Location, Location, Location,
Avoid planting near or under trees. Start by looking for an area or space that receives at least 6 hours of sun. 8 hours of direct sun or even more is ideal. The Summer crops or Fruit producers like squash and tomatoes need at least that much light to really perform close to their ideal yield. For Leafy crops, early spring and mid spring produce, we can get by with partial shade or 6 hours of sunlight. As we move into late spring early summer, we use the shaded portions of our property to increase the growing period for lettuces and greens, often into June.
An additional consideration is access to water. Try to place your garden near a water source.
One thought that is usually missed in these generic discussions is too look for what your site can grow well. If shade is an issue then you may be blessed to grow greens longer into the growing season. If shade is an issue, think in terms of shade tolerant, even shade loving, plants. Learning the “genius” of your site is a big part of understanding the puzzle. Learning to build soil whether in heavy clay or sand is actually the real challenge. Putting as many factors as possible on your side certainly makes gardening more fun, productive and ultimately less expensive.
We will improve the soil - over time. Start with a soil test for the potential area. Boxes are available at the Cooperative Extension Service office near you. You can pick up the appropriate form at the office as well or you can go to Home Soil Tests for complete instructions and save yourself a trip the Extension office.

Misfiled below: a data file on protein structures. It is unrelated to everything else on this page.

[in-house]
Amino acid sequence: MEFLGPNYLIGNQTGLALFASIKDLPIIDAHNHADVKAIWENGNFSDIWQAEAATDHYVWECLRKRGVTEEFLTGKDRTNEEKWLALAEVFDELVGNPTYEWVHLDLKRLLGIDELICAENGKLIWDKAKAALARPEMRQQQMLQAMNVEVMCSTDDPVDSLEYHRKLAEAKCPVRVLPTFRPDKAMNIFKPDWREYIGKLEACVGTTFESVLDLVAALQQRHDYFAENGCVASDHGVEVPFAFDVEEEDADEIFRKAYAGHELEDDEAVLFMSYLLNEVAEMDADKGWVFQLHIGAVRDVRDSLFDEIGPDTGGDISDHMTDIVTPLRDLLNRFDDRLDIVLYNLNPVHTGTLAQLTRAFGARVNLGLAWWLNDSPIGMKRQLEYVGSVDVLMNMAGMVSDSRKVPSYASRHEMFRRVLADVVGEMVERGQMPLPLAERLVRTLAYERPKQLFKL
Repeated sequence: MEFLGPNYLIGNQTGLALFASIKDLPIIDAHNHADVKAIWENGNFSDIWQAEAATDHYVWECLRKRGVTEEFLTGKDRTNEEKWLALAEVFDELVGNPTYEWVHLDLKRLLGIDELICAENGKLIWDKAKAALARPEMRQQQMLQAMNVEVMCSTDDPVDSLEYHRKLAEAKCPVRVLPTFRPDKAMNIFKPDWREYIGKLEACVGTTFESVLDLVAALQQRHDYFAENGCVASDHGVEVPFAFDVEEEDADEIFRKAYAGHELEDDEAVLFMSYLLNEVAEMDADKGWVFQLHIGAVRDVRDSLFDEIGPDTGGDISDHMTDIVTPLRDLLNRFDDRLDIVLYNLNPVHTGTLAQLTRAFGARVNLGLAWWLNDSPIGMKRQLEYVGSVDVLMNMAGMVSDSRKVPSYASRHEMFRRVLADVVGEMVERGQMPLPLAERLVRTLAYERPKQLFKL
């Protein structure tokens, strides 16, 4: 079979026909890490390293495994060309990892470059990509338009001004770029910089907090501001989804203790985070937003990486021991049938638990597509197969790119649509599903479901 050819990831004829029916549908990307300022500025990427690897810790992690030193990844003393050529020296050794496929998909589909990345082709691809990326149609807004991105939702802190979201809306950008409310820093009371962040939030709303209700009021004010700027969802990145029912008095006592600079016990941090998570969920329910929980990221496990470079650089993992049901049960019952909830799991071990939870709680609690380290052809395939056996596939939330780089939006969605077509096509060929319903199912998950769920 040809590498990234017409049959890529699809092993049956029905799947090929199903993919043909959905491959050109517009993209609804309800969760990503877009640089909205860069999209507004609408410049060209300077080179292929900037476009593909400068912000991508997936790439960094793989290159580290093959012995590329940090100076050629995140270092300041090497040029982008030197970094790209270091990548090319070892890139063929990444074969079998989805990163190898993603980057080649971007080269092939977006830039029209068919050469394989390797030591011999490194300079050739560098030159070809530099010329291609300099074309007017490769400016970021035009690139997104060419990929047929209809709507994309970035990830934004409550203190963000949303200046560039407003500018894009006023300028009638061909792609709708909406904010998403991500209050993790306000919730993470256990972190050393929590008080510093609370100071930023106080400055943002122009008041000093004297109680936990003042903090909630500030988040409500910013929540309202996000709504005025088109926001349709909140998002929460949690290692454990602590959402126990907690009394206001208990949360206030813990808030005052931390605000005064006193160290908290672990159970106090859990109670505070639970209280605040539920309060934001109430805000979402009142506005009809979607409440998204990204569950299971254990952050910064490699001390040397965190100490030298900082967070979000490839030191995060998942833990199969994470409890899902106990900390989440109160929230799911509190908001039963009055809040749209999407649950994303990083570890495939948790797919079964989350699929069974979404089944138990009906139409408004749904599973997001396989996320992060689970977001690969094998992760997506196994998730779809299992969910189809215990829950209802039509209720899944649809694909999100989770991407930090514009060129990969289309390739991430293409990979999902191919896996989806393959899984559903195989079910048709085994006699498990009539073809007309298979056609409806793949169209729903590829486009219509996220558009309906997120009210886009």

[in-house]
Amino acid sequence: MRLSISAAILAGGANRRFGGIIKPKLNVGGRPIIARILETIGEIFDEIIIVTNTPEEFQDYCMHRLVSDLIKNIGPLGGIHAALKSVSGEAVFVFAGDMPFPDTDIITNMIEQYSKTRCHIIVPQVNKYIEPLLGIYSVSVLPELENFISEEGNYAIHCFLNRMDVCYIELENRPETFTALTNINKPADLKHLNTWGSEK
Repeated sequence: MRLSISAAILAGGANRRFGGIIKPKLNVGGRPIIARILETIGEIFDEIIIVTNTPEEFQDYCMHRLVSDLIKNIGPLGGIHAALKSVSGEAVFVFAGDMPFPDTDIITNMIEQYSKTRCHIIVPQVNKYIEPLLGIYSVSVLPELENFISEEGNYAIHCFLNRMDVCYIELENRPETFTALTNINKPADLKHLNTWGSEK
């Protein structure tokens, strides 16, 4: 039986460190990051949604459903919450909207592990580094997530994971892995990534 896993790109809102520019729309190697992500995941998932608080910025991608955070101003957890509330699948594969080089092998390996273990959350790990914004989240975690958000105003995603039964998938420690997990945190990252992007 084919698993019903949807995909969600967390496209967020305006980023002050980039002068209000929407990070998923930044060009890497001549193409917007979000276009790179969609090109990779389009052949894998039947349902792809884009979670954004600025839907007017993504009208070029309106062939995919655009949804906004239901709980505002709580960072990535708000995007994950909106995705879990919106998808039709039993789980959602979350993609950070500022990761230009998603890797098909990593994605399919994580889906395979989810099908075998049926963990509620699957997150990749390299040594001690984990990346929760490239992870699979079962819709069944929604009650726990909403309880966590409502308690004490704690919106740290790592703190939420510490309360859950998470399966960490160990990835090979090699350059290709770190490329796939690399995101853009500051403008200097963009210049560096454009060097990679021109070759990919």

Next comes the fun part, List your favorite vegetables. Identify the vegetables you really love to eat, or have difficulty finding in the stores. See our list for a memory prompt and ideas.
You can plan for the entire year,( recommended ) or you can plan what you are going to start with, over the next few weeks. Here's how we graph our gardens. Graphing your potential area really makes a difference in maximizing potential yield and minimizing maintenance related issues. To start out use a different sheet of graph paper for each season of the year. It will be much easier to keep up with.
Start Small. Gardening is much more enjoyable if you aren't overwhelmed. Master a small space or spaces, learn to grow a few plants really well and expand the garden a little each succeeding year until the garden is just right for you. One advantage to expanding each year is the opportunity to compost in place where next years addition will be. Building the soil in advance is a great way to improve yields.